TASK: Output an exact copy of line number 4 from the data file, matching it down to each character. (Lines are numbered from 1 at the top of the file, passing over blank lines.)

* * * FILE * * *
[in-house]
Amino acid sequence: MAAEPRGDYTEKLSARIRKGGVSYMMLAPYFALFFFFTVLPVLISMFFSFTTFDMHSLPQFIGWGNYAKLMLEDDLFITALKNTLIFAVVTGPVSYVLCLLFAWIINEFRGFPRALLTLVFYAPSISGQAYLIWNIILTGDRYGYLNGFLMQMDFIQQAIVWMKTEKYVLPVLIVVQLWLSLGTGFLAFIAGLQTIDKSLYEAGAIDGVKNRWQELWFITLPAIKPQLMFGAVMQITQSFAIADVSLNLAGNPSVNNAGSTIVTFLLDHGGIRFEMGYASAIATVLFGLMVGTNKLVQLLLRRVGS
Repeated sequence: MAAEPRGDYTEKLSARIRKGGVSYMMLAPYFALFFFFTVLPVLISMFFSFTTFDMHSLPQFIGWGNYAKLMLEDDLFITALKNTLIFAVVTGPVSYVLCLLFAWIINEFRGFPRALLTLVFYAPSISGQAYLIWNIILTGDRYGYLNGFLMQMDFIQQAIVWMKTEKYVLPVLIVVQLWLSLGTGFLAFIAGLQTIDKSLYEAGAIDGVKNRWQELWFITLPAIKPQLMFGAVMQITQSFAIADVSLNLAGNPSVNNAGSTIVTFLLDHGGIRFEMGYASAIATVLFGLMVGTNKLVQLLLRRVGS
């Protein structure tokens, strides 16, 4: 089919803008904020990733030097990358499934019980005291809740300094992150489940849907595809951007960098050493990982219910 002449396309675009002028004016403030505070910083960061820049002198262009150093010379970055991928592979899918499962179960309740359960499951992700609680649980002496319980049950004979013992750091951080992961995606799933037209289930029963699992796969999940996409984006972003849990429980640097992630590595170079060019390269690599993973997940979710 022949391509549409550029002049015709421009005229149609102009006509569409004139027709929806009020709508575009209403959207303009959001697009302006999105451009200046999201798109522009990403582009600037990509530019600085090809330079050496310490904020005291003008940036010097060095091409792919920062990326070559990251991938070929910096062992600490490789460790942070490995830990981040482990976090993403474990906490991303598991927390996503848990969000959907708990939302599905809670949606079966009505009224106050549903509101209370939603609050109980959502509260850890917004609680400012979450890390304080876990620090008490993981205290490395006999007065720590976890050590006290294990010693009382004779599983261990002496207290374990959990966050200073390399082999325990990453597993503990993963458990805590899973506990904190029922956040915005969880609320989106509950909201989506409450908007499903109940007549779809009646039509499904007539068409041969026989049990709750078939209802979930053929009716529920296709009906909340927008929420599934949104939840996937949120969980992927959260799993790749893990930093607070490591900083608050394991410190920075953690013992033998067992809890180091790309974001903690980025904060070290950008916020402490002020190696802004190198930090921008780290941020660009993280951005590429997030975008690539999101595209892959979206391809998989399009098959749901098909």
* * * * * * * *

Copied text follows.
């Protein structure tokens, strides 16, 4: 089919803008904020990733030097990358499934019980005291809740300094992150489940849907595809951007960098050493990982219910 002449396309675009002028004016403030505070910083960061820049002198262009150093010379970055991928592979899918499962179960309740359960499951992700609680649980002496319980049950004979013992750091951080992961995606799933037209289930029963699992796969999940996409984006972003849990429980640097992630590595170079060019390269690599993973997940979710 022949391509549409550029002049015709421009005229149609102009006509569409004139027709929806009020709508575009209403959207303009959001697009302006999105451009200046999201798109522009990403582009600037990509530019600085090809330079050496310490904020005291003008940036010097060095091409792919920062990326070559990251991938070929910096062992600490490789460790942070490995830990981040482990976090993403474990906490991303598991927390996503848990969000959907708990939302599905809670949606079966009505009224106050549903509101209370939603609050109980959502509260850890917004609680400012979450890390304080876990620090008490993981205290490395006999007065720590976890050590006290294990010693009382004779599983261990002496207290374990959990966050200073390399082999325990990453597993503990993963458990805590899973506990904190029922956040915005969880609320989106509950909201989506409450908007499903109940007549779809009646039509499904007539068409041969026989049990709750078939209802979930053929009716529920296709009906909340927008929420599934949104939840996937949120969980992927959260799993790749893990930093607070490591900083608050394991410190920075953690013992033998067992809890180091790309974001903690980025904060070290950008916020402490002020190696802004190198930090921008780290941020660009993280951005590429997030975008690539999101595209892959979206391809998989399009098959749901098909």